Groups speak out on abortion issue, legislation and election
By Marc Kovac
Planned Parenthood and groups that oppose GOP-supported legislation limiting access to abortions voiced concern Tuesday that Statehouse Republicans would move forward with law changes during the final weeks of Ohio’s general assembly.
And they’re citing the results of the presidential election as evidence that voters aren’t backing Republicans on abortion-related issues.
“We sent a clear, powerful and unmistakable message last week that women don’t want politicians to meddle in their personal medical decisions,” said Stephanie Kight, president and chief executive officer of Planned Parenthood Advocates of Ohio.
“It’s clear some Ohio politicians didn’t hear us last week, so we want to make sure that they can hear us now. ... Voters want to protect women’s health care. They don’t want to restrict it.”
The press conference came a day before a legislative committee had scheduled a possible vote on a bill that would prioritize the distribution of funding for family-planning services, a move that likely would block money for Planned Parenthood.
Additionally, the Ohio Senate is expected to take up the Heartbeat Bill, legislation that would block abortions within weeks of conception.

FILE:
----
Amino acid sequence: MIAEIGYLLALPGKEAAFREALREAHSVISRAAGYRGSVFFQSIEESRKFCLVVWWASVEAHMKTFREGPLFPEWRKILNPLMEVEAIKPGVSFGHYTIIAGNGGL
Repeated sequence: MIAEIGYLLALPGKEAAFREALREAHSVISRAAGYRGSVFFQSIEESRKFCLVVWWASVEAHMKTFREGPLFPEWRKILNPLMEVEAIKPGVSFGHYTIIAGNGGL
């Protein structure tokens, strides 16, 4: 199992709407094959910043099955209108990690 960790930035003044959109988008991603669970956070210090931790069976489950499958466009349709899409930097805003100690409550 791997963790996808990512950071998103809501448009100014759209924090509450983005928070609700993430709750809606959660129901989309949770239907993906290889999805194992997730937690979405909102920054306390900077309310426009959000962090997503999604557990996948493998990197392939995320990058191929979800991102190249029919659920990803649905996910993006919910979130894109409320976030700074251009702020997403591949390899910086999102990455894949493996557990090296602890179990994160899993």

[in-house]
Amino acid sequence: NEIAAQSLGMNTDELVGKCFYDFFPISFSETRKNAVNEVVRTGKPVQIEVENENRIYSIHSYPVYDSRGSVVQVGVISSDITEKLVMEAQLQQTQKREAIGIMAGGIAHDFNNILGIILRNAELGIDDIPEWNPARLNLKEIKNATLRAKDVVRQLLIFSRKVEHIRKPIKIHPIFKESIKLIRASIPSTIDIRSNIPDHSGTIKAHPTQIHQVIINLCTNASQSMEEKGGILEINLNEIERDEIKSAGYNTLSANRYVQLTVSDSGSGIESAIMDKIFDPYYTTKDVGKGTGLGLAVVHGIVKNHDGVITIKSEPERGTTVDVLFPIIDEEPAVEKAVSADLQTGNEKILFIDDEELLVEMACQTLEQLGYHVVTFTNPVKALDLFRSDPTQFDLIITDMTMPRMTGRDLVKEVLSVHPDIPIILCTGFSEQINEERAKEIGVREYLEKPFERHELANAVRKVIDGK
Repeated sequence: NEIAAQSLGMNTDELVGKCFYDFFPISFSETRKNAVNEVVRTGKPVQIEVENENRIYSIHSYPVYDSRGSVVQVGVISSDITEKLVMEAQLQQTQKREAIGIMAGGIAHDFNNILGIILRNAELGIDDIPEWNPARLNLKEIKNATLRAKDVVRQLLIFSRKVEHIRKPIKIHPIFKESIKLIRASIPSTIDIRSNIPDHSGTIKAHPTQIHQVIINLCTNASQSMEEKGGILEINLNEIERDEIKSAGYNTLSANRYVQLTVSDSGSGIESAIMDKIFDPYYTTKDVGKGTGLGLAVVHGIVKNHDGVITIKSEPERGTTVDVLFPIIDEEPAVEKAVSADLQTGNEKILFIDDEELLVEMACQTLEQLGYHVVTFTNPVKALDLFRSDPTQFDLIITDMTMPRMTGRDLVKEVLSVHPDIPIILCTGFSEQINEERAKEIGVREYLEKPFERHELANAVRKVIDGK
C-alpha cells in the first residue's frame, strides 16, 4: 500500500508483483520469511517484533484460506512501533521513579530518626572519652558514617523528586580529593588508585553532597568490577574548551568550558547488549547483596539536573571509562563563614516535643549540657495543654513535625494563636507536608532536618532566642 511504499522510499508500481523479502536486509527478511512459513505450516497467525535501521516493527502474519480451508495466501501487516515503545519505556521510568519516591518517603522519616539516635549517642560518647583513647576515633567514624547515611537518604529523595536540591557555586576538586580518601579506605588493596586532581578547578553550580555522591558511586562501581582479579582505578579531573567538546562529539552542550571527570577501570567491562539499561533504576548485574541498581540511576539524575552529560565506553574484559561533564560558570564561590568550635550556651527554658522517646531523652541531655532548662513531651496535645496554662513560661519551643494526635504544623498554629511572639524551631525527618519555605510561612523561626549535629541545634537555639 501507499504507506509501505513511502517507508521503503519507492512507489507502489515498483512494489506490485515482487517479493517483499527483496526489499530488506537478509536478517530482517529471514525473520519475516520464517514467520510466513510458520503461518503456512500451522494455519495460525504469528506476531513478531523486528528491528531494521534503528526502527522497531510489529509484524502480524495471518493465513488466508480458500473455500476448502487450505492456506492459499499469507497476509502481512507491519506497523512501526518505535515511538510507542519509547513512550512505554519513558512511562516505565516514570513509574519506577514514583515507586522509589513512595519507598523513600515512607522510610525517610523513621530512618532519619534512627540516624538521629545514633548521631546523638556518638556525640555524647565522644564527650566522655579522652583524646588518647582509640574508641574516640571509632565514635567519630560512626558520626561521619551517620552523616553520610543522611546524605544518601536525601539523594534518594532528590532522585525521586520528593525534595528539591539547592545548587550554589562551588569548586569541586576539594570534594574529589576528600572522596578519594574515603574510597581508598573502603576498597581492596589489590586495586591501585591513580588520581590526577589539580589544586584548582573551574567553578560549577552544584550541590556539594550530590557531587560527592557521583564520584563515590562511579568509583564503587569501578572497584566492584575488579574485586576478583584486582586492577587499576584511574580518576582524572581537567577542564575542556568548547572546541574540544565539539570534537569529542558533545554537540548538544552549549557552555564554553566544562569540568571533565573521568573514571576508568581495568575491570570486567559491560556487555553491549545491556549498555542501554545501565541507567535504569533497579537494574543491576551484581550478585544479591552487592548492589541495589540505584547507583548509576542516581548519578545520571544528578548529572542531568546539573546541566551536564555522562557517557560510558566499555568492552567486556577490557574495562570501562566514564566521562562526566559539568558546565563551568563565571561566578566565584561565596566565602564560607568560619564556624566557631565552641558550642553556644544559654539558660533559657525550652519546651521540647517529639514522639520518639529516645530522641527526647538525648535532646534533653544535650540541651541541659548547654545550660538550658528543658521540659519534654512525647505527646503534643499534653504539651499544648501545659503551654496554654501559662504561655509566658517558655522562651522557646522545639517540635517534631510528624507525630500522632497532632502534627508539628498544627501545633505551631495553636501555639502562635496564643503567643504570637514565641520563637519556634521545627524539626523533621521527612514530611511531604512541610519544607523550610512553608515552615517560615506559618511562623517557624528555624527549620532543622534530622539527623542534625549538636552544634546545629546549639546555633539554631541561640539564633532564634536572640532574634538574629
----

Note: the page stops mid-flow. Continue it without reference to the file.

And Ohio Right to Life, the day after last week’s general election, reiterated its positions on such issues.
“We refuse to relent simply because of the presidential outcome,” Mike Gonidakis, the group’s president, said in a released statement. “Ohio Right to Life looks forward to advancing our robust pro-life agenda we have crafted for 2013. As we look to grow and expand, we commit to our statewide membership that we will be on the front lines and serve as a voice for the voiceless.”
But Planned Parenthood and others say the re-election of President Barack Obama and Democratic Sen. Sherrod Brown are proof positive that voters don’t support the kind of legislation backed by right-to-life groups.
“The Grand Old Party wants to go back to the old days when women were barefoot and pregnant, home to make dinner by 5 p.m.,” said state Sen. Nina Turner, a Democrat from Cleveland who sported a T-shirt reading “GOP: Get Out of Our Panties” during the Statehouse press conference. “It’s funny how they want small government, but they want government small enough to fit in a woman’s womb,” she added.